A new report surveying states that have applied for and received No Child Left Behind waivers finds they are worried that reauthorizing the Elementary and Secondary Education Act (ESEA) could hinder progress painstakingly made in school reform over the past year.
The report, released by the Center on Education Policy (CEP), notes that last year Education Secretary Arne Duncan began to grant states waivers on key NCLB accountability requirements. The waiver guidelines let states depart from some of NCLB’s more strict requirements, such as judging school performance against a goal of 100 percent of students reaching reading and math “proficiency” by 2014, and implementing specific interventions in schools that fall short of performance targets.
However, states with approved waiver applications must meet several new requirements that relate to standards and assessments, accountability systems, teacher and principal evaluation, and reductions in administrative burden.
As of press time, 34 states and the District of Columbia have received NCLB waivers.
And while many states are satisfied with the NCLB waivers and their revised requirements, many worry what will happen to their new school reform policies if ESEA is reauthorized. The waiver guidelines state that if Congress completes the reauthorization and the president signs it into law, the education secretary may terminate the waivers if they are superseded by the reauthorization provisions.
(Next page: States’ major concerns)
Nineteen states expressed general concern about issues such as the confusion this situation would cause, its impact on the perceptions of stakeholders, and the potential costs of implementing yet another accountability system.
There would be “great confusion and resentment in the field and huge administrative burden to redesign and re-communicate another new system,” said one surveyed state.
“This would cause a great resource burden on our state, and would also undermine the credibility of our department of education (and potentially our state government) among districts, educators, parents, and stakeholders,” said another state. “There has been (and is) a careful and lengthy process of communicating with those groups and gaining their input and support. To begin again with a new system would undermine the progress made towards a system built on shared values and transparency.”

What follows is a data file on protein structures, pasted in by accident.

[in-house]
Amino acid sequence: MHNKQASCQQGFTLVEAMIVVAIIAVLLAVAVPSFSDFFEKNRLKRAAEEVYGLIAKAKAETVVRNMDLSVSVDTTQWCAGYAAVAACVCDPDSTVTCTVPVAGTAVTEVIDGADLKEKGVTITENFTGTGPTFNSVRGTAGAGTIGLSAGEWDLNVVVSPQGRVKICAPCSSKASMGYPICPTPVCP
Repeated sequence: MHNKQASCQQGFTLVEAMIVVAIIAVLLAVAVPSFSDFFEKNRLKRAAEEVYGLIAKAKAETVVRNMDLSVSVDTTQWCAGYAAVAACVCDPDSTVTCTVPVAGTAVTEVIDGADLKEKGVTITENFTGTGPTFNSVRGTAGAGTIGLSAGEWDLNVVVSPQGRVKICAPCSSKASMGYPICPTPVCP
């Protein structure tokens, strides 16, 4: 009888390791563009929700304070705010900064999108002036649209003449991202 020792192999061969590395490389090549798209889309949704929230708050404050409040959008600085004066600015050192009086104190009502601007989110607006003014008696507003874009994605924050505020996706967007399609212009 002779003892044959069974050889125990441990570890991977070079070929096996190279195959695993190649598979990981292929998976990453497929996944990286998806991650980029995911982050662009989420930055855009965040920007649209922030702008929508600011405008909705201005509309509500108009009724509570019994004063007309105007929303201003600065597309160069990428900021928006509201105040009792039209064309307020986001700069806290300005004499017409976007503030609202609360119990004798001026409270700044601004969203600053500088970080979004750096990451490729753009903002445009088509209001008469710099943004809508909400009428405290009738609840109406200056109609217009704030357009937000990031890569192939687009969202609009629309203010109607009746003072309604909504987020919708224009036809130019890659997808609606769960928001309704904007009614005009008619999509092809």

Can Congress help?
With waivers fully in place in most states and ESEA’s fate still unknown, states’ concerns, coupled with the report’s findings, “highlight several key policy implications that federal and state policy makers should consider in the months ahead,” according the report. For example:
- A reauthorized ESEA should take into account that federal NCLB waivers have created a wide range of accountability systems that are diverse in their approach and requirements. “Although at this point we have no idea if the policies enacted as a result of the waivers will have a positive impact on student achievement,” says the report, waiver states said they would like to maintain some continuity in their policies. If ESEA is reauthorized in 2013 or 2014, “careful monitoring of the impact and outcomes of these systems should be a major component of ESEA,” as well as triggers that end a state’s flexibility if the Education Department finds that an accountability plan is not working.
- A reauthorized ESEA should be informed by analysis and research on what has and has not worked with the evaluation systems currently being implemented in states.
- There must be a rigorous system of monitoring state progress on achievement for all student groups in both waiver and non-waiver states that makes public the results in a timely and transparent manner.
“The waivers create a dilemma for members of Congress about whether they can come up with a reauthorization that would be as well received,” the report says.
“While it is still too early to draw any significant conclusions regarding the impact of the federal waivers on student achievement, CEP’s survey indicates that states are moving forward with accountability plans, evaluation systems, and efforts to implement college- and career-ready standards for all students,” the report concludes. “…More time, information, and careful monitoring will be needed to determine whether the waiver systems are working and which policies should be continued.”
- #4: 25 education trends for 2018 - December 26, 2018
- Video of the Week: Dealing with digital distraction in the classroom - February 23, 2018
- Secrets from the library lines: 5 ways schools can boost digital engagement - January 2, 2018